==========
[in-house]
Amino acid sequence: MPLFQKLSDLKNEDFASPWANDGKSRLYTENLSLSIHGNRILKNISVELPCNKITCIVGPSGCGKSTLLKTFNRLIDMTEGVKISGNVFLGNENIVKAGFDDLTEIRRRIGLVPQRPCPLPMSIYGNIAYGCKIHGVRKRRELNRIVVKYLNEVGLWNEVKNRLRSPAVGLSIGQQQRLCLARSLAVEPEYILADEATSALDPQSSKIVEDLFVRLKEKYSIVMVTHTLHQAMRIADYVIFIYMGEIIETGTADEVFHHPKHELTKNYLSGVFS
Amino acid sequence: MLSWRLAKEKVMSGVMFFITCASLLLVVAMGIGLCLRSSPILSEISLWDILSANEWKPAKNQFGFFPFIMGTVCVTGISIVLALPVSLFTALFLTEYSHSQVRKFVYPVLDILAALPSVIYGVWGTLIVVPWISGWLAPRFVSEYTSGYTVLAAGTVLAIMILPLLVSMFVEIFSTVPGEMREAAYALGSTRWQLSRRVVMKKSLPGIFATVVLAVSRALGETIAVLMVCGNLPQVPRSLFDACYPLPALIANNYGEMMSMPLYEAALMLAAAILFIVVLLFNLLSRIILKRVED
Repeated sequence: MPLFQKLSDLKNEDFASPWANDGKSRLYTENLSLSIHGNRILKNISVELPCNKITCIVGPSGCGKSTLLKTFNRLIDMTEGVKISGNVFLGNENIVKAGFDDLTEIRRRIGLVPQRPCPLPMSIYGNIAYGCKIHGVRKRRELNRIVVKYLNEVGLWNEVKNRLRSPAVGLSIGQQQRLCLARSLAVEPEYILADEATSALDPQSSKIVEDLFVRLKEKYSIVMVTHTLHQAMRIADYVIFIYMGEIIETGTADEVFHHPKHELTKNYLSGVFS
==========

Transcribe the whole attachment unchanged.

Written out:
[in-house]
Amino acid sequence: MPLFQKLSDLKNEDFASPWANDGKSRLYTENLSLSIHGNRILKNISVELPCNKITCIVGPSGCGKSTLLKTFNRLIDMTEGVKISGNVFLGNENIVKAGFDDLTEIRRRIGLVPQRPCPLPMSIYGNIAYGCKIHGVRKRRELNRIVVKYLNEVGLWNEVKNRLRSPAVGLSIGQQQRLCLARSLAVEPEYILADEATSALDPQSSKIVEDLFVRLKEKYSIVMVTHTLHQAMRIADYVIFIYMGEIIETGTADEVFHHPKHELTKNYLSGVFS
Amino acid sequence: MLSWRLAKEKVMSGVMFFITCASLLLVVAMGIGLCLRSSPILSEISLWDILSANEWKPAKNQFGFFPFIMGTVCVTGISIVLALPVSLFTALFLTEYSHSQVRKFVYPVLDILAALPSVIYGVWGTLIVVPWISGWLAPRFVSEYTSGYTVLAAGTVLAIMILPLLVSMFVEIFSTVPGEMREAAYALGSTRWQLSRRVVMKKSLPGIFATVVLAVSRALGETIAVLMVCGNLPQVPRSLFDACYPLPALIANNYGEMMSMPLYEAALMLAAAILFIVVLLFNLLSRIILKRVED
Repeated sequence: MPLFQKLSDLKNEDFASPWANDGKSRLYTENLSLSIHGNRILKNISVELPCNKITCIVGPSGCGKSTLLKTFNRLIDMTEGVKISGNVFLGNENIVKAGFDDLTEIRRRIGLVPQRPCPLPMSIYGNIAYGCKIHGVRKRRELNRIVVKYLNEVGLWNEVKNRLRSPAVGLSIGQQQRLCLARSLAVEPEYILADEATSALDPQSSKIVEDLFVRLKEKYSIVMVTHTLHQAMRIADYVIFIYMGEIIETGTADEVFHHPKHELTKNYLSGVFS